Demographics and baseline clinical characteristics are given in Table 3. Subjects in this sample were mainly female, white and relatively well educated. Seventy-five percent of the sample was working, 11% were retired, 20% were not working when they enrolled in the study, and 5% were stay-at-home parents. Over half of those participants who were working gave job titles that were classified as professional. Overall, participants reported having typical IBS symptoms for 10 years (SD 14) prior to their diagnosis: 31% started in childhood (4 to < 17.99 yrs), 62% started between 18 – 49 years, and 8% reported that their symptoms started at 50 years or older. Half of the subjects were diagnosed by a gastroenterologist and the rest by a primary care provider (i.e., family practice physician, internist, nurse practitioner, physician’s assistant, or other). Average age of first IBS diagnosis was 27 years (SD 14). Neither demographic or IBS characteristics differed statistically among groups. Twelve participants in this study did not provide any follow-up date. The participants who had no follow-up data (6%) or partial follow-up data (13%) did not differ on demographic variables or IBS characteristics from those participants that had complete data (86%).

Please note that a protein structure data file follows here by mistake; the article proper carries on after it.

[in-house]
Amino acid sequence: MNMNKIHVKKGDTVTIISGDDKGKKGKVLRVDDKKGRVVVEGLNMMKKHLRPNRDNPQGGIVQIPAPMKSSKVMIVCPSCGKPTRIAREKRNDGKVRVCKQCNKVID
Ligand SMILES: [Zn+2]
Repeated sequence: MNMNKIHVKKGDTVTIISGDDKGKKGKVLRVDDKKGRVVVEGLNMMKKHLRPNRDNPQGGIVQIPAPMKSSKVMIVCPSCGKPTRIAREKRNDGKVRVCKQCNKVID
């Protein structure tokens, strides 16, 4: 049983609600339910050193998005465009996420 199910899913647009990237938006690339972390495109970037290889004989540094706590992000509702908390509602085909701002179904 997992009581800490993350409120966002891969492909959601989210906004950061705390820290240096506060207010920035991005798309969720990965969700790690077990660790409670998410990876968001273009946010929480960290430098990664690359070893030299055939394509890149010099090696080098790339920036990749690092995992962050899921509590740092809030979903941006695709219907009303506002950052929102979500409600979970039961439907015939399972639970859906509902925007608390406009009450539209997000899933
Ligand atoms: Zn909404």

Table 4 shows the baseline means and change scores of the primary and secondary outcome variables in the three treatment groups. The two CSM groups show a large improvement from baseline to 3 months in the primary outcomes which persists at 6 months and 12 months. Note that for the QOL an increase indicates improvement, while for the other variables a decrease (minus value) indicates improvement. There was no significant difference in the amount of improvement in CSM-T/IP compared to CSM-IP. Figure 1, ,2,2, and 3 further illustrates these results for the two primary outcome variables.